Winter Sisters
Tim Westover
QW Publishers 2020


Author Tim Westover weaves an illuminating tall tale about ancient vs. modern medicine in his novel, “Winter Sisters.” The story begins in the early 1800s with the arrival of Audrey Waycross fresh out of medical school.

The newly minted doctor awaits patients, but townspeople prefer medical treatment from the Winter sisters, rather than a doctor who believes in blood-letting for most ailments. “All a Hippocratic doctor needs is a lancer and a bone saw,” was the general opinion of the locals. 

Long before the town of Lawrenceville existed, three Winter sisters and their mother lived in the Appalachian Mountains, their medical cures legendary. People would trek through the forest to line up for medical care — until, that is, a rabid panther was sighted, making folks afraid to walk to Hope Hollow. One solution was to move into town closer to their patients, but the local pastor, Boatwright, fueled fears the sisters were witches and should not be allowed to practice medicine.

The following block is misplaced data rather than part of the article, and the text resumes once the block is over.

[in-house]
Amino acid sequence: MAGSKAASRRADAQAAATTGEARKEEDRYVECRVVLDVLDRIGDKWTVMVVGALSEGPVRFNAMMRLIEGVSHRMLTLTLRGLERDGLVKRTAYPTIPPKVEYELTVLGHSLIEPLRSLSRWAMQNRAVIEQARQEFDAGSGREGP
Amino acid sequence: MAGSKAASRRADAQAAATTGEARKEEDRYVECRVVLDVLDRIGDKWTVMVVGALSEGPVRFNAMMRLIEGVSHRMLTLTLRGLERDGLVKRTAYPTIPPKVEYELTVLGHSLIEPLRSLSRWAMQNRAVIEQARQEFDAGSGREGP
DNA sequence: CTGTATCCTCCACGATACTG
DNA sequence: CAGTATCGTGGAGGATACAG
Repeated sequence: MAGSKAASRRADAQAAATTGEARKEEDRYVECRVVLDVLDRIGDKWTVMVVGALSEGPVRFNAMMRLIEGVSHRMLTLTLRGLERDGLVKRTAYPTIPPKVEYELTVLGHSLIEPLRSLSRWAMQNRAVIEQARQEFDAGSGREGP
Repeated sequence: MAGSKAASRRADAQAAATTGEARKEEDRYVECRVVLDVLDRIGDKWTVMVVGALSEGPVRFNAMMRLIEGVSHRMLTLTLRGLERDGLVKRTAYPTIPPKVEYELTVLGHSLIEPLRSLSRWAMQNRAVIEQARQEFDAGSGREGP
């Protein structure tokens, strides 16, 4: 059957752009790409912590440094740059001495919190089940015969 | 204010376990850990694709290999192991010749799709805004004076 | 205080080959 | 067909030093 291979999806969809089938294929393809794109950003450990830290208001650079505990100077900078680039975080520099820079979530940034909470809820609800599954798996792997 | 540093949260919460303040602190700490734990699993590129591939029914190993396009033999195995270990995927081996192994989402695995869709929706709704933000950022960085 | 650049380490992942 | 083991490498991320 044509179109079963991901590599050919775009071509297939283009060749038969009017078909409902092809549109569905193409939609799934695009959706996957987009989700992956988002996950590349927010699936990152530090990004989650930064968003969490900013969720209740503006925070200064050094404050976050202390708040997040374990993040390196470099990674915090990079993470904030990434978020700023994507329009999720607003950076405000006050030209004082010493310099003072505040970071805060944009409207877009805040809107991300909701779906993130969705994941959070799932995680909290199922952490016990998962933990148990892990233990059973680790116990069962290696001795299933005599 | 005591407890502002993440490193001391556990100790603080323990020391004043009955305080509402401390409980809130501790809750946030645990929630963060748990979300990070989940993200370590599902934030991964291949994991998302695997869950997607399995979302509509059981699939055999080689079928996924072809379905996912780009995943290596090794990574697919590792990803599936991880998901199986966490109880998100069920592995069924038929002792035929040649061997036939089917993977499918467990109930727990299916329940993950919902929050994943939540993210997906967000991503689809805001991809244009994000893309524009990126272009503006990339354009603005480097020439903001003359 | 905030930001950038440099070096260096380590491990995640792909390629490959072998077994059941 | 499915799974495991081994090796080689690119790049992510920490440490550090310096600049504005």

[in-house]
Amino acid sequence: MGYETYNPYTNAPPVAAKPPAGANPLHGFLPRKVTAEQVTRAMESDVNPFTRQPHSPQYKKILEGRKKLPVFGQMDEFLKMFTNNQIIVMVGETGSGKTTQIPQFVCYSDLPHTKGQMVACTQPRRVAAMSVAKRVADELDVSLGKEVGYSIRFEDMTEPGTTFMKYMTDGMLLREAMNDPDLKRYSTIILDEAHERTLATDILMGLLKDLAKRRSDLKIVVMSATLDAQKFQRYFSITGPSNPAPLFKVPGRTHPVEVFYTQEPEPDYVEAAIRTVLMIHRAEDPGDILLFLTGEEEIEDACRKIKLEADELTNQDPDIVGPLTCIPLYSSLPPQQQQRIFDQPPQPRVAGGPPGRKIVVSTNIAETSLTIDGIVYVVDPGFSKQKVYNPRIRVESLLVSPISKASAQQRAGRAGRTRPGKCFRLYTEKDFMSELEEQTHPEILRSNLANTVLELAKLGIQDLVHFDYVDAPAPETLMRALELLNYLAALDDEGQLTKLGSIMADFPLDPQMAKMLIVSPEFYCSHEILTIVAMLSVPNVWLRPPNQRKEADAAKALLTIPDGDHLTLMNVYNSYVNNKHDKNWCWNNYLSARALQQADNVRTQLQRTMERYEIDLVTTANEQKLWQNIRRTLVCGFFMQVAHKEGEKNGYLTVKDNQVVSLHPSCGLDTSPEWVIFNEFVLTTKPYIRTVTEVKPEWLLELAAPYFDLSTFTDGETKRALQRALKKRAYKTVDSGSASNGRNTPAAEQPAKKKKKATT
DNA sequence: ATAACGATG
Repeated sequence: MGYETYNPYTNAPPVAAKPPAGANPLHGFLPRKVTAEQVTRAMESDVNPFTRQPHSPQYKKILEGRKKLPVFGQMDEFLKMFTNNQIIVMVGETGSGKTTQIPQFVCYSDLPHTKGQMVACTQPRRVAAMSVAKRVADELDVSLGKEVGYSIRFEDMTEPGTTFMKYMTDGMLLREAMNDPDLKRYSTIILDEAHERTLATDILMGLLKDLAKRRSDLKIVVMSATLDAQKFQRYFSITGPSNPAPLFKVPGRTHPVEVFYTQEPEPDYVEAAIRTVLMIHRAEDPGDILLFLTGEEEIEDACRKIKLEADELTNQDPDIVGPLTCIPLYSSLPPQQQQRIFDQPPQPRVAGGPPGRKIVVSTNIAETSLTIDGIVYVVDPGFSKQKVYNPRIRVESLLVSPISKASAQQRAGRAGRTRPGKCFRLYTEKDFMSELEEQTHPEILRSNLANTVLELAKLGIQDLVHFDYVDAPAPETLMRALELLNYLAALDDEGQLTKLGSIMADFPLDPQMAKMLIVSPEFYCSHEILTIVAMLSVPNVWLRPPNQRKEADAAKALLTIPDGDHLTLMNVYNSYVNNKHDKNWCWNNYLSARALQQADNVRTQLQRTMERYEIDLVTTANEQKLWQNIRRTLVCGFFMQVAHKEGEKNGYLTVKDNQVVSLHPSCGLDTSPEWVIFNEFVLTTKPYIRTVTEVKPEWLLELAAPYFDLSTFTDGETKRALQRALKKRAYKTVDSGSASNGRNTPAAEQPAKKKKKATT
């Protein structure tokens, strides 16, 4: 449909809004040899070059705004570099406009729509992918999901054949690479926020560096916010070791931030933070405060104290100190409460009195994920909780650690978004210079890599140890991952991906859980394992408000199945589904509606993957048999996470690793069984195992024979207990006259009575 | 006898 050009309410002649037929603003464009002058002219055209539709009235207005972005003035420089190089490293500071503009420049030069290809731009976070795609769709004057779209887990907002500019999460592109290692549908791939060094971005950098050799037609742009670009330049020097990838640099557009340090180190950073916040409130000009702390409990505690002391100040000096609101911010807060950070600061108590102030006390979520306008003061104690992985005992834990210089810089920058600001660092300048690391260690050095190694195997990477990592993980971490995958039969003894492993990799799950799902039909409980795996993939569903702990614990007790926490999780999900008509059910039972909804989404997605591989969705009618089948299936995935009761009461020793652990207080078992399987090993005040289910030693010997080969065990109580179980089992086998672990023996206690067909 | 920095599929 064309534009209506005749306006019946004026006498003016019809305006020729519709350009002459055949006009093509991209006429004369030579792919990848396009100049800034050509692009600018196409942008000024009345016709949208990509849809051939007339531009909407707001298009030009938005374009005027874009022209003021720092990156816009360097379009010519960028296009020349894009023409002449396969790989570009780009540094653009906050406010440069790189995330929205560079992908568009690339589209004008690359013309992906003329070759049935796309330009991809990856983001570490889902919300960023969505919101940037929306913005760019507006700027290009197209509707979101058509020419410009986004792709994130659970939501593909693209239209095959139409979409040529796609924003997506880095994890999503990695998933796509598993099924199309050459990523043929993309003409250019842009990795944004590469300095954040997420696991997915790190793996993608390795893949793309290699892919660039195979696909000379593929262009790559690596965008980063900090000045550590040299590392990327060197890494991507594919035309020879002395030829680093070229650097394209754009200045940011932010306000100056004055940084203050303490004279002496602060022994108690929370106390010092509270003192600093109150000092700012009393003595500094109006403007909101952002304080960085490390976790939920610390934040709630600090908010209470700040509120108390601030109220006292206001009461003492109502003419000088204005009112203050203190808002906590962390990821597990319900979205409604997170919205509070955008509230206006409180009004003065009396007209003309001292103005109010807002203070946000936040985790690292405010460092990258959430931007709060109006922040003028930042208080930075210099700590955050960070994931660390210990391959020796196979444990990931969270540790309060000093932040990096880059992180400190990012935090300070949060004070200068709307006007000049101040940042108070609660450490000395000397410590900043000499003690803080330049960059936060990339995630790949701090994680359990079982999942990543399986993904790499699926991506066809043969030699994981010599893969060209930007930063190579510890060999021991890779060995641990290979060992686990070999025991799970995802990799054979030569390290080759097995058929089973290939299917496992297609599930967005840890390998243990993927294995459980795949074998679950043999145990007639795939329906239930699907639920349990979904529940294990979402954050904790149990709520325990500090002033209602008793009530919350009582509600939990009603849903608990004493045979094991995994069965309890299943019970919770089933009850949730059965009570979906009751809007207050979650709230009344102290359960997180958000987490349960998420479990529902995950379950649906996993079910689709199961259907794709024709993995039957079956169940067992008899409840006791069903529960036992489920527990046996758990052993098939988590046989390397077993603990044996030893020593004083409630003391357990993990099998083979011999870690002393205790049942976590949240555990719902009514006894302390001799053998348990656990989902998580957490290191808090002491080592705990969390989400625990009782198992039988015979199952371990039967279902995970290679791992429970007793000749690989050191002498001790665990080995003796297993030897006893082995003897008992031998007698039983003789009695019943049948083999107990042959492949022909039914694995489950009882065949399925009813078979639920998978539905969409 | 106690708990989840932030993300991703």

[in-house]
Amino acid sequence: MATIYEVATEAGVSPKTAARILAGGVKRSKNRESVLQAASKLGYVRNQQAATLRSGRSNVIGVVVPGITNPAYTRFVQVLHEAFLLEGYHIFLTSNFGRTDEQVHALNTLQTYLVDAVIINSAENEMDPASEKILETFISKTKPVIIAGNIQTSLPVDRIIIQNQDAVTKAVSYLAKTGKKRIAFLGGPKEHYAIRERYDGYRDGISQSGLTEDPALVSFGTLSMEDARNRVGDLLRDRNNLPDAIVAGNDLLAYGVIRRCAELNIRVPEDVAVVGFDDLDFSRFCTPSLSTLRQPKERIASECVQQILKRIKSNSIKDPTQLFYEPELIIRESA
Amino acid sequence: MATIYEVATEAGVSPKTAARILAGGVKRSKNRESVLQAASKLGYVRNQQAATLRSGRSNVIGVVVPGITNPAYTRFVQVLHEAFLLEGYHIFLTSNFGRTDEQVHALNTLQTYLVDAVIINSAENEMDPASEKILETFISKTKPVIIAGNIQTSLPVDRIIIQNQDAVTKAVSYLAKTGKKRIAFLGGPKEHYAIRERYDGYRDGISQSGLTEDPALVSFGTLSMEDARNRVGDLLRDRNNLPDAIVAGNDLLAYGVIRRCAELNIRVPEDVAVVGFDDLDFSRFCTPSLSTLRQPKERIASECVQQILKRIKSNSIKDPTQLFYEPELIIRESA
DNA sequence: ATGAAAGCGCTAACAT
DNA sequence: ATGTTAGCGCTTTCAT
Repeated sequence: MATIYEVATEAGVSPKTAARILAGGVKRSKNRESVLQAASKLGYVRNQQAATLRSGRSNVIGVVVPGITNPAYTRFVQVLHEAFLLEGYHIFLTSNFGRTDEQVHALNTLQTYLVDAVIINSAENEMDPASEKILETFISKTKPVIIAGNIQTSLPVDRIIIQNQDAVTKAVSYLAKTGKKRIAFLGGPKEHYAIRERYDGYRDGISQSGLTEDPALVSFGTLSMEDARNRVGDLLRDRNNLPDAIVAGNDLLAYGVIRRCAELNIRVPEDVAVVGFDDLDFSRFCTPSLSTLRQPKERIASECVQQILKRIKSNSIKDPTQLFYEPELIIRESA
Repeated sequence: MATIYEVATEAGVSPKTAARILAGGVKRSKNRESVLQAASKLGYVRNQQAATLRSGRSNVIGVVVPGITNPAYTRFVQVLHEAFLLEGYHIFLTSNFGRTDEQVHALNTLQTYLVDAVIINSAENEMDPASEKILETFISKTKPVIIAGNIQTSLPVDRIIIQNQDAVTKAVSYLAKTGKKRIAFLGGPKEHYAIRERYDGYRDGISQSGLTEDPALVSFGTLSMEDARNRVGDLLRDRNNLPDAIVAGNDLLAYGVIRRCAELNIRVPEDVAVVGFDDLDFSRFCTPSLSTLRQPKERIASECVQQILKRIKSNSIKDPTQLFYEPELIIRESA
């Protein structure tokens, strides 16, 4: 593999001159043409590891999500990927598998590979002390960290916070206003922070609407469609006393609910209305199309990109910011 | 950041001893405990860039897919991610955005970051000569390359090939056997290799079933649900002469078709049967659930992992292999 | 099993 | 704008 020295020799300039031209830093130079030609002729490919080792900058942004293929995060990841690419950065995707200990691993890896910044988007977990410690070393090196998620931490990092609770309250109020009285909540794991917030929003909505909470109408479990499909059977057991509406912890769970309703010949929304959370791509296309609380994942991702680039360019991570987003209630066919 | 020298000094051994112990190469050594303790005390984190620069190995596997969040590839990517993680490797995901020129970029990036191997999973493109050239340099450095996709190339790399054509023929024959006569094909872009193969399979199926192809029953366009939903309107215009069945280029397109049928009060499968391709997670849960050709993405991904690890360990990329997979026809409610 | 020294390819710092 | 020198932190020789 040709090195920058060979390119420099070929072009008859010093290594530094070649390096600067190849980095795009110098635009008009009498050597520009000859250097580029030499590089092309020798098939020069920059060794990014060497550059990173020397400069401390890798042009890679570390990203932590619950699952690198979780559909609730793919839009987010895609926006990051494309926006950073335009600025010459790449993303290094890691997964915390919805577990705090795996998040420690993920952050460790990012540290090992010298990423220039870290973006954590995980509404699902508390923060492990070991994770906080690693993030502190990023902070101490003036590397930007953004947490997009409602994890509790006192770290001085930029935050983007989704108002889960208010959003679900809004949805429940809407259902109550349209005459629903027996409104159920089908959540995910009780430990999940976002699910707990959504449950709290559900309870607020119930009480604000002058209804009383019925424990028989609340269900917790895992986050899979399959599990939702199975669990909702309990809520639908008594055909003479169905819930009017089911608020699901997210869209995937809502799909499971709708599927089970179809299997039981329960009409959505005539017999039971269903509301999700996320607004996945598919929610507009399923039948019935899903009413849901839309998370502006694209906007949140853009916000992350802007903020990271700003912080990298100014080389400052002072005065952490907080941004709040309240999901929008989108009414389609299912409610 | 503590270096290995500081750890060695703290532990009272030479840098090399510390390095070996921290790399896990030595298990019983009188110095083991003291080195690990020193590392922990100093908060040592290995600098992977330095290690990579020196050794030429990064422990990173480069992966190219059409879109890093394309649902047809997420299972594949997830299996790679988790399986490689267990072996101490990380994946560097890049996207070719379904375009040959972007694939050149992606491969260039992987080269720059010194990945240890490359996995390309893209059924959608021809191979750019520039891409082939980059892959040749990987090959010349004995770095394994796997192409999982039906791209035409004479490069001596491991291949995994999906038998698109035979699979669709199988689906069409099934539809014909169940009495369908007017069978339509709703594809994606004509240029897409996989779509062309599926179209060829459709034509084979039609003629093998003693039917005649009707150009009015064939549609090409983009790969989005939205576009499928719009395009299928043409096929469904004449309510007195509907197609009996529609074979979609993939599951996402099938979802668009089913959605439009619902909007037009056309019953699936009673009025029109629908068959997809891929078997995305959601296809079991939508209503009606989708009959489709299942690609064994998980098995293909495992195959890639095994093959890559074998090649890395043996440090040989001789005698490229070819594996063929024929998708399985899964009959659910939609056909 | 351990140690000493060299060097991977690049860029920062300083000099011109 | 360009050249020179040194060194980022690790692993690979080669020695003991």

When Waycross finally receives a patient, he makes a tragic mistake which results in him having to amputate his patient’s arm. Meanwhile, he observes that when the sisters came into town shopping, people would line up for hours to receive medical attention. Determined to know why their treatment was preferred over his, Waycross makes a proposal: They could share a medical practice.

… enchanting story dwells into the wonders of nature, love and family …

He told the sisters he would protect them from Boatwright and his fear-mongering congregation while he learned their medicinal secrets. “To my thinking, the whole axis of the problem had turned. The Winters weren’t the ones who traded in superstition. Those were the pastor and his adepts,” thought Waycross. 

The enchanting story dwells into the wonders of nature, love and family, as the sisters and Waycross come face-to-face with the panther, and then, rabies. A cure did not exist, or did it? And there is a touch of humor when Waycross decides to share his “hygienic happiness” — ether, with the folks at the local tavern.